The crux of the issue resides in the questions that Gruen so carefully raises: does exilic theology have to be a theology of despair, a theology of national corporate guilt, where the righteous individual bemoans the fact that the nation is not what it ought to be, that the Temple is not functioning as it ought, or that Israel is not under self-rule?[13] Could it be that a man like Yeshua Ben Sira, while possibly being content with the religious autonomy the Jews enjoyed at the time, nevertheless dreamed that the Jewish nation would regain the political grandeur it had once enjoyed in the past (whether this be described in terms of political nationalism, or as discussed earlier in terms of the eschatological end of time)?[14] In fact exile could be interpreted metaphorically as Neusner postulates, in order that an ‘Israel’ might never take its very existence as a permanent condition; rather, the paradigm of exile and return might remind the Jews that ‘the life of an Israel was never to be taken for granted but always to be received as a gift.’[15] In this manner all Judaism(s) became a reworking of exile and return, alienation reconciliation, a group troubled by the resentment of that uncertain past and of that future subject to stipulation.[16]

Whatever the term exile meant to the various Judaism(s), it was obviously still a powerful symbolic term, with a potent array of meanings. It was the type of concept that was malleable enough for the variegated Judaic groups to use in diverse ways without talking about completely different concepts. It does not follow that all Jews were waiting for restoration in a literal sense (land), and it does not follow however that all Jews mourned their national sin and eagerly awaited God’s vindication (although no doubt some did). And while the remnant theology offered a way for the individual to be holy despite the larger sin of the nation, it did not diffuse the use of the exilic narrative as a powerful narrative.

Our task in this section was to offer enough plausibility to warrant our looking at Paul through the lenses of exile and return, through the lenses of a powerful biblical and extra-biblical motif in which the ‘second exodus’ was prevalent.[17] We have seen that neither the existence of a remnant theology nor the perspective of an assimilated faithful necessarily negate the powerful symbolic images of exile and return. We have also acknowledged that not all the Jews of this period believed that they were still in exile, and among those Jews who did, there was even more diversity as to how they thought the restoration would be consummated.[18] Whatever the Jew on the ground actually believed, we may never know for certain, but there are enough texts which have come down to us, that speak of a continued state of exile after the (re)building of the Second Temple, and its subsequent destruction, so as to speak of a plausible shared cultural background of exilic thought, albeit malleable enough to speak in many different ways.[19]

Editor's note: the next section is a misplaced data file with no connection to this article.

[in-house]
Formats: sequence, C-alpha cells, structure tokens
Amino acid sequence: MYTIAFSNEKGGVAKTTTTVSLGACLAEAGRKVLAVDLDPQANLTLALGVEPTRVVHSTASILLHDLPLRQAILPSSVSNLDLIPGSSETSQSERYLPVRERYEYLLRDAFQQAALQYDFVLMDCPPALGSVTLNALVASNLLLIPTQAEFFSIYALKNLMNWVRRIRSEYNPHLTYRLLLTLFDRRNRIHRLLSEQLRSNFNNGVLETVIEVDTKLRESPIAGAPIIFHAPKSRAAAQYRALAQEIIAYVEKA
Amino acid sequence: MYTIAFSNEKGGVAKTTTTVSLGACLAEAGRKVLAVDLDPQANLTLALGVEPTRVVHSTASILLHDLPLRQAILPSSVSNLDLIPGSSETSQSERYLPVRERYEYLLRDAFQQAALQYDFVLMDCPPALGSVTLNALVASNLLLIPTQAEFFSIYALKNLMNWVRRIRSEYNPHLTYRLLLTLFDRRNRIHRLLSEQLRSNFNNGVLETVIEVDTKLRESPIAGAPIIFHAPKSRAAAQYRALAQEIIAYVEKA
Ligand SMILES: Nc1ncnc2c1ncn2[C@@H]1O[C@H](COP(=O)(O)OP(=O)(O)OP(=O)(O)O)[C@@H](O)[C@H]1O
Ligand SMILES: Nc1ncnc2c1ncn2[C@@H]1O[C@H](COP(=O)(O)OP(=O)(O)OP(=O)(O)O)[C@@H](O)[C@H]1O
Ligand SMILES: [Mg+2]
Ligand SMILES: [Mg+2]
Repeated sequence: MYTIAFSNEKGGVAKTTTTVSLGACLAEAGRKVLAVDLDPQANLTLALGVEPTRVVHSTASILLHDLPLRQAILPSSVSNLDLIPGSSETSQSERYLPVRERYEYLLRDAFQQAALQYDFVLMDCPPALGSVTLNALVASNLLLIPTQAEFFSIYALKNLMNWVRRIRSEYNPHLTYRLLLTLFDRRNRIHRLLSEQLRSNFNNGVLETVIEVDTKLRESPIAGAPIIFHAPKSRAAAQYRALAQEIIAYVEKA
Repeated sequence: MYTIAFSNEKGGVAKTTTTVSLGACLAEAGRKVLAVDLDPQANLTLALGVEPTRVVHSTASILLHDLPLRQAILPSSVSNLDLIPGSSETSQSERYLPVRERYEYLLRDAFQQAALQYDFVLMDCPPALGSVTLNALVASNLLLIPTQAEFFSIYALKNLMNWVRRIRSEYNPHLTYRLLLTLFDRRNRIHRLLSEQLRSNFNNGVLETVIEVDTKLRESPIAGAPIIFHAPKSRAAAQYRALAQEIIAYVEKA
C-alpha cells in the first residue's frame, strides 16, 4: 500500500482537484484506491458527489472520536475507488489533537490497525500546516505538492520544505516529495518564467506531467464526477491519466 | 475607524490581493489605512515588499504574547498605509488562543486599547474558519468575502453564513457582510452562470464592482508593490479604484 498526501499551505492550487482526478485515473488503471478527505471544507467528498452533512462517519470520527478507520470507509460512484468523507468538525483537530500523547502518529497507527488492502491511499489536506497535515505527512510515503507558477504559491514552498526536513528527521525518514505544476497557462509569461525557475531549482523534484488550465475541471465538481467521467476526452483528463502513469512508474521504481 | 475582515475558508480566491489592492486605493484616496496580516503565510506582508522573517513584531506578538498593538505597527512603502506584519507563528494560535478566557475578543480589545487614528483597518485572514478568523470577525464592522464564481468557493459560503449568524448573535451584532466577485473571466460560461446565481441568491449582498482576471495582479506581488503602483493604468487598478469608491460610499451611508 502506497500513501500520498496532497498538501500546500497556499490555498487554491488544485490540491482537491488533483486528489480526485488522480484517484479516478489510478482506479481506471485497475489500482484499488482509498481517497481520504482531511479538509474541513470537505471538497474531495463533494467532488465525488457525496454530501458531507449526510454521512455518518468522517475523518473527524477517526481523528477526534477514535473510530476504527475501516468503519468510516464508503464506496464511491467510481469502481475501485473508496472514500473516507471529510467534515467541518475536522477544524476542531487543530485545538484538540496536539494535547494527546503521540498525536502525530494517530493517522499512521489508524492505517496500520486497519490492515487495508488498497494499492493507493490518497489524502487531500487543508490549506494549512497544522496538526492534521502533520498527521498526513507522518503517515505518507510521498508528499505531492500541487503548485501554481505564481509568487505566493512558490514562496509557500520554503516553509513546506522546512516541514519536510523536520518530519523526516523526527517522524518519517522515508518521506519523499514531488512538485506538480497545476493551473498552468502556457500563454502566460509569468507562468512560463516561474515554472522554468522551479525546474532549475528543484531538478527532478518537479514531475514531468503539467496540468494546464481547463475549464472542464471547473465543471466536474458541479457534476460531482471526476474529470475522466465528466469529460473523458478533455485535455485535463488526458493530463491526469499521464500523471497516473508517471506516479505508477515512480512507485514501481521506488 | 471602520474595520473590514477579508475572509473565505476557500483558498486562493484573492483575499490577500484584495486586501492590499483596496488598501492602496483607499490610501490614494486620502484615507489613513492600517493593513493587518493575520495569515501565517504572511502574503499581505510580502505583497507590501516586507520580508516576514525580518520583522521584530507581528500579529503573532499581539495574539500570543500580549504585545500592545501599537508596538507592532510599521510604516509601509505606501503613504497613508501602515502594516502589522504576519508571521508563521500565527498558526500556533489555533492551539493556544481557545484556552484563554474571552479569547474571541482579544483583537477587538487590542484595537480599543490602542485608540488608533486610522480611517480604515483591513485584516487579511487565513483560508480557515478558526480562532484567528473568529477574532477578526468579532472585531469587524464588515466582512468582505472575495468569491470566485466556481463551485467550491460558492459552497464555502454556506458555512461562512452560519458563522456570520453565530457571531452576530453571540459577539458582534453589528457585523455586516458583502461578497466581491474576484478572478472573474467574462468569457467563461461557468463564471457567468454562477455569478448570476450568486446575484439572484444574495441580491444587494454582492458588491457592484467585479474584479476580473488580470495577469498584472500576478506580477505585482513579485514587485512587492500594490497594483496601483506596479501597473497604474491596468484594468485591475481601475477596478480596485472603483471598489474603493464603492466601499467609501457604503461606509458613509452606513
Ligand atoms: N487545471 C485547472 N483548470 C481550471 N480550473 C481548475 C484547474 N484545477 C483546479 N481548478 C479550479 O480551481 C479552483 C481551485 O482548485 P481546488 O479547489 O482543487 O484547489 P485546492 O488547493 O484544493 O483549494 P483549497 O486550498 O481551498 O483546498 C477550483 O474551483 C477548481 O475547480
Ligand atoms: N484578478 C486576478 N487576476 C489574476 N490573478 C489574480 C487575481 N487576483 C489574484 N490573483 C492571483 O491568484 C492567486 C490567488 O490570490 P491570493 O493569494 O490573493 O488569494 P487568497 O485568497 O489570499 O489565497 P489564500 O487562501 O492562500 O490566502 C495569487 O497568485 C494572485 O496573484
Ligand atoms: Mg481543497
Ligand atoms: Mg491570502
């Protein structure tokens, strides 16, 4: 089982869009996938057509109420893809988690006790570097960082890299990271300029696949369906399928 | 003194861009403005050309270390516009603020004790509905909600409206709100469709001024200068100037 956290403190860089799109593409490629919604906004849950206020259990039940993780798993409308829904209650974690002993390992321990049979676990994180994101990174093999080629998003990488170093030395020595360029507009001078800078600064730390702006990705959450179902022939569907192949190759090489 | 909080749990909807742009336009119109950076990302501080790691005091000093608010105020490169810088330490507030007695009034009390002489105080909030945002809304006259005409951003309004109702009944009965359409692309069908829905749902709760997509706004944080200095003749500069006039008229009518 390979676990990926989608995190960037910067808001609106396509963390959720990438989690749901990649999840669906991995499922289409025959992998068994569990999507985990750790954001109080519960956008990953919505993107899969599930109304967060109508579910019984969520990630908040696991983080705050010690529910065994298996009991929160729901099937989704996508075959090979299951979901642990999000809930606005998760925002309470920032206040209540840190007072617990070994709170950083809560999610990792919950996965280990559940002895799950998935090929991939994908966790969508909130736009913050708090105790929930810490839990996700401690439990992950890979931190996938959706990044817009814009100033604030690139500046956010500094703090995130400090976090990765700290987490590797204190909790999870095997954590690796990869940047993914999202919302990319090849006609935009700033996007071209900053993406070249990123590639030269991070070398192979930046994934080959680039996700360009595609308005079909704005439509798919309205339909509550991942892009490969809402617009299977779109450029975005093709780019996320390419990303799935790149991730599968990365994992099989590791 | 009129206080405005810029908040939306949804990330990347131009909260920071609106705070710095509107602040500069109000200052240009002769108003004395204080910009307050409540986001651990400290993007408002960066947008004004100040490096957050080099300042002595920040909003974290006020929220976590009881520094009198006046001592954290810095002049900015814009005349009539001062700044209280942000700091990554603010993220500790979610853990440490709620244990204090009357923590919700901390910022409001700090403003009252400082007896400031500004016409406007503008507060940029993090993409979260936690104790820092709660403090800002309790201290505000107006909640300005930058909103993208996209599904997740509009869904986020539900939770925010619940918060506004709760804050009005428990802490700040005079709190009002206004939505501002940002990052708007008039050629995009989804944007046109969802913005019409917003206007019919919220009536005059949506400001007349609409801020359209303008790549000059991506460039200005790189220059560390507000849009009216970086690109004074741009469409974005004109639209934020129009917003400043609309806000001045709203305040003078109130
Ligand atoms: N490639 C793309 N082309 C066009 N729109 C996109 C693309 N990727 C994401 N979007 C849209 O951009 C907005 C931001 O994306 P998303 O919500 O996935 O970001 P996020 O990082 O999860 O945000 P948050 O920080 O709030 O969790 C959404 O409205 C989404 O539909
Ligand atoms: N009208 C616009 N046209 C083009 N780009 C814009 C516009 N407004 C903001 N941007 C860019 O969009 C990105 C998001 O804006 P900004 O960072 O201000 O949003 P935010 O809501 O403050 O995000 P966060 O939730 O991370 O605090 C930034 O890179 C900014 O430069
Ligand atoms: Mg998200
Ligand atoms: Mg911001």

[1] See, Unnik, Das Selbstverständnis Der Jüdischen Diaspora in Der Hellenistisch-Römischen Zeit, 89-147.

[2] Barclay, "Diaspora Judaism," 48. It is important not to understand the encounter with Judaism and Hellenism as being one of only enmity. Furthermore, it follows that hellenization is not a single entity, and so if you are hellenized in one aspect it does not follow that you are hellenized in every respect. Perhaps a more nuanced view of diaspora Judaism is to recognizes that the object was not to ape Greek culture so much as to re-express Judaism within it, sometimes even with a significant polemical edge against non Jews. So Barclay, "Diaspora Judaism," 49, 51, 53. See also Thomas Kraabel, "Unity and Diversity among Diaspora Synagogues," in The Synagogue in Late Antiquity, ed. Lee I. Levine (Philadelphia: American Schools of Oriental Research, 1987), 57-58, who argues that over the centuries many Jews left the homeland voluntarily, just as did other people of the Mediterranean, to seek their fortunes in the centers of power of the Hellenistic and Roman world. These individuals did not understand themselves to be in exile, but rather welcomed and desired immigration as part of a new situation that was also under the control of Providence. The diaspora was not exile; but in some senses it too became a holy land.

[3] Paul R. Trebilco, Jewish Communities in Asia Minor (Cambridge: Cambridge University Press, 1991), 187.

[4] Many who view the diaspora in this way view the Jewish people as no longer people of the ‘Land’ but as people of the ‘book’.

[5] Gruen, Diaspora, 235.

[6] Gruen, Diaspora, 233.